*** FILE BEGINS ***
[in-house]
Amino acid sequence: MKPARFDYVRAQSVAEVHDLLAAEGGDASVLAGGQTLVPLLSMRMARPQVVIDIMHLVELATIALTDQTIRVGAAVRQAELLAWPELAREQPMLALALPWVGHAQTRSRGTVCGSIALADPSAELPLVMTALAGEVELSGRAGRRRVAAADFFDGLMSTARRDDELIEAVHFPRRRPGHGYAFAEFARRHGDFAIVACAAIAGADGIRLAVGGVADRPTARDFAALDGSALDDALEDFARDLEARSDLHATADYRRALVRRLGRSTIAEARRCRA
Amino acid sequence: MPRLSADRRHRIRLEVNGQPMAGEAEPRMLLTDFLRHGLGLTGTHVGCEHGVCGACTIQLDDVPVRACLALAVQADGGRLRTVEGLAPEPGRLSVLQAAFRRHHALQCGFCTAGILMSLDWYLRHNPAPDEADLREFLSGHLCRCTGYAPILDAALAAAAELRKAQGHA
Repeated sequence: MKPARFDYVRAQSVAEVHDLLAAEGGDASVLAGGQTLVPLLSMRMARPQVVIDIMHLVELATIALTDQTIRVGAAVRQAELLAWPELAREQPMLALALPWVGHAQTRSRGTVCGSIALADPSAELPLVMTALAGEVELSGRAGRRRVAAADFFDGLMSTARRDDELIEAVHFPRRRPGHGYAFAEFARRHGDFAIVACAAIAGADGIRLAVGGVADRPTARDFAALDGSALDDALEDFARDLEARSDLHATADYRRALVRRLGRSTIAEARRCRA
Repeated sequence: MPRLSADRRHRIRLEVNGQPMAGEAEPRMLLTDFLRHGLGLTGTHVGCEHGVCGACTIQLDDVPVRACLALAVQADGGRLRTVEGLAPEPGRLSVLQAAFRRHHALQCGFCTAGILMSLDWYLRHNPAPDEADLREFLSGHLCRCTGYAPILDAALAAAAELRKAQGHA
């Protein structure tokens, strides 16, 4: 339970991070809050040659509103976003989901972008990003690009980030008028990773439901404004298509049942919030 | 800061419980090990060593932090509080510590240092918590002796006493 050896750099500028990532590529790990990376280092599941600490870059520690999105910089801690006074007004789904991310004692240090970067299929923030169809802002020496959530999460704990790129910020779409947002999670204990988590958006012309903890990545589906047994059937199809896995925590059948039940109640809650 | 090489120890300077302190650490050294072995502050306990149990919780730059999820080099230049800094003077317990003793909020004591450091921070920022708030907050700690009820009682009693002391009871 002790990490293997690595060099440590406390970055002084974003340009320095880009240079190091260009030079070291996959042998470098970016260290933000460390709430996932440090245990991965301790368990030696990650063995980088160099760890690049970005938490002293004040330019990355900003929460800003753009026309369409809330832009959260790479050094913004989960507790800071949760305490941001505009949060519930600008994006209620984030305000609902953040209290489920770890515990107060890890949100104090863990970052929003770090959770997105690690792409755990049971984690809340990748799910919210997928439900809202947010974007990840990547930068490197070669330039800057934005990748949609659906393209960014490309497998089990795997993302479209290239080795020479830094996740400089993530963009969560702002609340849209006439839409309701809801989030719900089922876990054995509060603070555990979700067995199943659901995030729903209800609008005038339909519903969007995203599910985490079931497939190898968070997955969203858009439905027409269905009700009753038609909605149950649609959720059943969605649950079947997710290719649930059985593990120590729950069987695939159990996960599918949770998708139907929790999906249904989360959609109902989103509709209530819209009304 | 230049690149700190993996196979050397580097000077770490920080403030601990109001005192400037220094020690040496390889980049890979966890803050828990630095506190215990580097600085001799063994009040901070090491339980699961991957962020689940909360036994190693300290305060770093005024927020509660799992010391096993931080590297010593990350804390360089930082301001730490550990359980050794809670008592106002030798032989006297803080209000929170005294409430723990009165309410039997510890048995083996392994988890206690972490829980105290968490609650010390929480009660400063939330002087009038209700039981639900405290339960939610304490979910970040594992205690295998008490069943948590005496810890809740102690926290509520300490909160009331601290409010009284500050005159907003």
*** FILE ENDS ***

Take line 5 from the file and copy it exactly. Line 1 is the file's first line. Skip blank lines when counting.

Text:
Repeated sequence: MPRLSADRRHRIRLEVNGQPMAGEAEPRMLLTDFLRHGLGLTGTHVGCEHGVCGACTIQLDDVPVRACLALAVQADGGRLRTVEGLAPEPGRLSVLQAAFRRHHALQCGFCTAGILMSLDWYLRHNPAPDEADLREFLSGHLCRCTGYAPILDAALAAAAELRKAQGHA